Between his Northamptonshire debut against Nottinghamshire in 1910 and retirement 19 years later, Walden made 259 appearances for the County – but never reached 1,000 runs in a season, scoring only five centuries with a batting average of 18.84, and picked up 119 wickets with his little dobbers.

One of his tons came off Surrey’s attack at Northampton in 1920 – a performance somewhat overshadowed by Percy Fender’s record-breaking hundred in 35 minutes for the visitors.

Perhaps Walden’s finest effort with the bat was 122 against Warwickshire in 1926, coming in with the side struggling at 123-6 and sharing a seventh-wicket stand worth 229 with Wilfrid Timms.

What the stats can’t tell us, though, is how many runs he saved for Northamptonshire in the field.

‘His soccer training enabled him to run exceedingly fast and he could pick up cleanly and return to the wicket in a flash and amazingly accurately,’ wrote Jim Coldham in his 1959 club history.

‘No-one could afford to take liberties with Fanny Walden at cover – he deceived many by standing so deep.

‘In 1919, when he ran out the first two members of the Australian Imperial Forces team at Northampton, he was amongst the first half-dozen fielders in the country.’

It goes without saying that professional sport wasn’t the passport to affluence it can be today.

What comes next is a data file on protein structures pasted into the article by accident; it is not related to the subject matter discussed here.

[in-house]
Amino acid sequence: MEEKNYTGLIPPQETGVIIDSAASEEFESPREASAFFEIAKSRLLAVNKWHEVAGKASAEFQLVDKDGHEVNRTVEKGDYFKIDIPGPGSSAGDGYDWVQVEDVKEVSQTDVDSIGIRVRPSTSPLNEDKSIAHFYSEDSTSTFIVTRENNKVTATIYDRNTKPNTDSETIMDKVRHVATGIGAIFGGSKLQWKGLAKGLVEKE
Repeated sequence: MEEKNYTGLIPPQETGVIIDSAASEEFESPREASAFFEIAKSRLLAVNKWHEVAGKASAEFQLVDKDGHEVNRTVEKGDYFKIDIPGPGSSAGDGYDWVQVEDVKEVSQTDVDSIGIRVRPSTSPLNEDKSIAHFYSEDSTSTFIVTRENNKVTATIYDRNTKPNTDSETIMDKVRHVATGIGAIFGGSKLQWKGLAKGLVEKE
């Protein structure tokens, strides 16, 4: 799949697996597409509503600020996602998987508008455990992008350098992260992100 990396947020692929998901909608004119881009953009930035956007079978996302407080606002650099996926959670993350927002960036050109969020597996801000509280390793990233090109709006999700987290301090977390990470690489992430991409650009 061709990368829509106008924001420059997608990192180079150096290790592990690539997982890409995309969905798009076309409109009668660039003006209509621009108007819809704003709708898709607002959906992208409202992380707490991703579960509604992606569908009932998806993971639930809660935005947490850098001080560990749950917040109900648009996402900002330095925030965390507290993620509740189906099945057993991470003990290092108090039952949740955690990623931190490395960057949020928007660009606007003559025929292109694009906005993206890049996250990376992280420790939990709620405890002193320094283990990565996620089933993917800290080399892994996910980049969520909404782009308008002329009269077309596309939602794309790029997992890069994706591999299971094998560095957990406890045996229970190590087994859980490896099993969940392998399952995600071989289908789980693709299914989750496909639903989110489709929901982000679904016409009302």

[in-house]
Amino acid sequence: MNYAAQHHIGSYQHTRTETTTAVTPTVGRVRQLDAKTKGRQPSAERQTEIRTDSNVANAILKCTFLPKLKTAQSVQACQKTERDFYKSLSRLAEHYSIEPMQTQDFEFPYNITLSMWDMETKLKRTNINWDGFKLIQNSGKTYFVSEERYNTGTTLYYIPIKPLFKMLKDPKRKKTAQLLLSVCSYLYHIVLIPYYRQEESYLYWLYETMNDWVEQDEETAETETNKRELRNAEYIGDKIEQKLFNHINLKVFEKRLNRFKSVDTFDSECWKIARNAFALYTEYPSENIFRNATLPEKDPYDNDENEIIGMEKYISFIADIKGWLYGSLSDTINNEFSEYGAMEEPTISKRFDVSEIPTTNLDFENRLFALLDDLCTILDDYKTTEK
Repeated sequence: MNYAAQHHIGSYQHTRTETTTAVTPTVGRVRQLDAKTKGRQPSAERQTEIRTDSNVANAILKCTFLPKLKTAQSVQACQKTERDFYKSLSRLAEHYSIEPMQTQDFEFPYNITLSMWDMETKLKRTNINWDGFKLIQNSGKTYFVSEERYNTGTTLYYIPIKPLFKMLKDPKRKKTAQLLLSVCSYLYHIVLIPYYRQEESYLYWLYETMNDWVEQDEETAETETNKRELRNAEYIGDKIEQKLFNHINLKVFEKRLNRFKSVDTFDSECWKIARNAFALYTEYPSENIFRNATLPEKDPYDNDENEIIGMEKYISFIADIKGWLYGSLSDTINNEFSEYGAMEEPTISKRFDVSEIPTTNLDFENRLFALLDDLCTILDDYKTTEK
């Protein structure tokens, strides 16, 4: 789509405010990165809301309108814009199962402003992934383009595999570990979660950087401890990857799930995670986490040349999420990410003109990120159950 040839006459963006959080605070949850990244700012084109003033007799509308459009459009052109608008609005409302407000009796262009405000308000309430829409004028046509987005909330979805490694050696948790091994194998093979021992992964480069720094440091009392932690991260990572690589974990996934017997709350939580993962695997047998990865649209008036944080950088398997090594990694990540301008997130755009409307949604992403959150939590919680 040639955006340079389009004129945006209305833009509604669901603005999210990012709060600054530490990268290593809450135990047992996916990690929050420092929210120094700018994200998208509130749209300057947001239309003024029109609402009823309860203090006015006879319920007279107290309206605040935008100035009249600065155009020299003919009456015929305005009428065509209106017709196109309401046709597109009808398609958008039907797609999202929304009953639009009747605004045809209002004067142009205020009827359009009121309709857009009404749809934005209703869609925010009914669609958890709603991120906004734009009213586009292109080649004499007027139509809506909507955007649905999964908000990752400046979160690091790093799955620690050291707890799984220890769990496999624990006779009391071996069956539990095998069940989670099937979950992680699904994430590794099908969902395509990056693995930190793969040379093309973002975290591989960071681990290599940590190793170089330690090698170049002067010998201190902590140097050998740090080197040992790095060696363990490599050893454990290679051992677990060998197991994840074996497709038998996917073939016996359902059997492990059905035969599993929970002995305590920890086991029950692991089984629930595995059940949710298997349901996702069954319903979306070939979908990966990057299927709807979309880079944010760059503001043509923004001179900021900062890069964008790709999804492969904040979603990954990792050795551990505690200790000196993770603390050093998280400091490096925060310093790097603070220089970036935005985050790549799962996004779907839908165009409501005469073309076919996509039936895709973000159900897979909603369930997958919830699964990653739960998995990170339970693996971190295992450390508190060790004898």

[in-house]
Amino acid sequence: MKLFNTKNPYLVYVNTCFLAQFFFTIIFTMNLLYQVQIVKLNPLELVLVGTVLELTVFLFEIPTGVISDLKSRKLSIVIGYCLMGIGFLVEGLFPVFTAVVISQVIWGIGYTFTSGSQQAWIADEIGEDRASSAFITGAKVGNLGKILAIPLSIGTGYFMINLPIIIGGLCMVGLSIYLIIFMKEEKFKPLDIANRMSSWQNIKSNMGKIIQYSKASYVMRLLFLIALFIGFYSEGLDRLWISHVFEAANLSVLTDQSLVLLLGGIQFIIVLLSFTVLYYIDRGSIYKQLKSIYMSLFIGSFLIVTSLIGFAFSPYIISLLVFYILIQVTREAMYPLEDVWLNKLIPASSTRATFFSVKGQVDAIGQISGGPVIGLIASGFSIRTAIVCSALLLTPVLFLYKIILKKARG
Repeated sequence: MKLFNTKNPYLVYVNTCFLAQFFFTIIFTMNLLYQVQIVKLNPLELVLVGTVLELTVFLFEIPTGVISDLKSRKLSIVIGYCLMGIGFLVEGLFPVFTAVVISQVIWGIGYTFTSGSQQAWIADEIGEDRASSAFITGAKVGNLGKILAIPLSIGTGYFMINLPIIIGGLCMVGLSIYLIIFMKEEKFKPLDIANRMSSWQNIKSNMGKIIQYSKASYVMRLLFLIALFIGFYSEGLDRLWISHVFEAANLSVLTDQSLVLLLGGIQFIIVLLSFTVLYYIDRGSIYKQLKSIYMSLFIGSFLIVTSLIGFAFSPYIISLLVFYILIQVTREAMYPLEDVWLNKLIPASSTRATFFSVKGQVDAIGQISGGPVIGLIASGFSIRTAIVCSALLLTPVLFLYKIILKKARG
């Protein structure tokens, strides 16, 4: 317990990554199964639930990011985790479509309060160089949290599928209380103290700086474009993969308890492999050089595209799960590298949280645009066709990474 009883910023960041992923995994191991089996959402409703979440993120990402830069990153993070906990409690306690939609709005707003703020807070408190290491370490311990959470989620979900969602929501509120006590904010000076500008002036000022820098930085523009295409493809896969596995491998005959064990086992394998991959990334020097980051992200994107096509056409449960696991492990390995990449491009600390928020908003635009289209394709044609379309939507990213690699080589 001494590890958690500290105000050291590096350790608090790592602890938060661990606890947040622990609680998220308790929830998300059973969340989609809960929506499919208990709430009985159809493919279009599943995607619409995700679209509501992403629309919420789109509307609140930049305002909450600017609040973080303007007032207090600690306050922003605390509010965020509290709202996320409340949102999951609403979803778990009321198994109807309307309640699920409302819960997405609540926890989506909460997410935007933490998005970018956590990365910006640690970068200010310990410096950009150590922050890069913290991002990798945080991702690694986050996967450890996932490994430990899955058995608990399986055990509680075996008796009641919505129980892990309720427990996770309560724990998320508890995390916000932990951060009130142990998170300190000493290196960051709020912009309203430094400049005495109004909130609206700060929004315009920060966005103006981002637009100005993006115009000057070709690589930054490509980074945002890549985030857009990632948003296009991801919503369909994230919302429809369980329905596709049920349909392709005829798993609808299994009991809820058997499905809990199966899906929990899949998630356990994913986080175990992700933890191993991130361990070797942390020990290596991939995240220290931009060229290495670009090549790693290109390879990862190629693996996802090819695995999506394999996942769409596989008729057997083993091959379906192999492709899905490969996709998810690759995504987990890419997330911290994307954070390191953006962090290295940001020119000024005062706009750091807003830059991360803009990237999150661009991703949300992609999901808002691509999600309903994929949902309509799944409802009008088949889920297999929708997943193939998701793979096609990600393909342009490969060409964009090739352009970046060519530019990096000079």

He had a sports outfitter’s business for a while – offering the ‘Fanny Walden Football Boot’ for 15/9d a pair (plus postage) in 1920.

He requested a benefit from Northamptonshire three times before they eventually granted it in 1927, but the weather didn’t play ball as rain affected the match set aside for him, against Gloucestershire.

He had the good sense to take out pluvius insurance, and some of his Cobblers team-mates helped out by taking the collecting tins around the ground.

But Walden himself was out for 2 and 0, and an irate letter-writer to the local ‘paper claimed that ‘interest dwindled early because Northants gave the match to Gloucestershire through four of the best bats in the side giving a simple “spoon” catch to Mills, the bowler.’

The game was over in two days. Not the money-spinner Fanny was hoping for, or deserved.

He finished as a county cricketer in 1929 but immediately joined the first-class umpires list, and was sufficiently well-thought-of to make the Test panel five years later.

His eleven international matches ‘in the middle’ included a couple of humdingers during the 1938 Ashes series – at Lord’s, where Wally Hammond stroked a classic 240, and then at The Oval as England crushed Australia by an innings and loads following Len Hutton’s marathon knock of 364.

‘Who is that little boy umpiring?’ a young spectator is supposed to have asked. ‘He daren’t say “not out” to that big man bowling!’

He stood in his final Championship game a few days before the outbreak of war in 1939. Nearly ten years later he collapsed at work, in the Peacock Hotel on Northampton’s Market Square, and died in hospital aged 61.

The local press remembered the ‘five-shillings-a-week footballer who became an international’ while a memorial fund was established ‘primarily to give a start in life to his young son, Bob, to whom he was devotedly attached.’

Sport didn’t make Fanny a rich man – except perhaps in memories.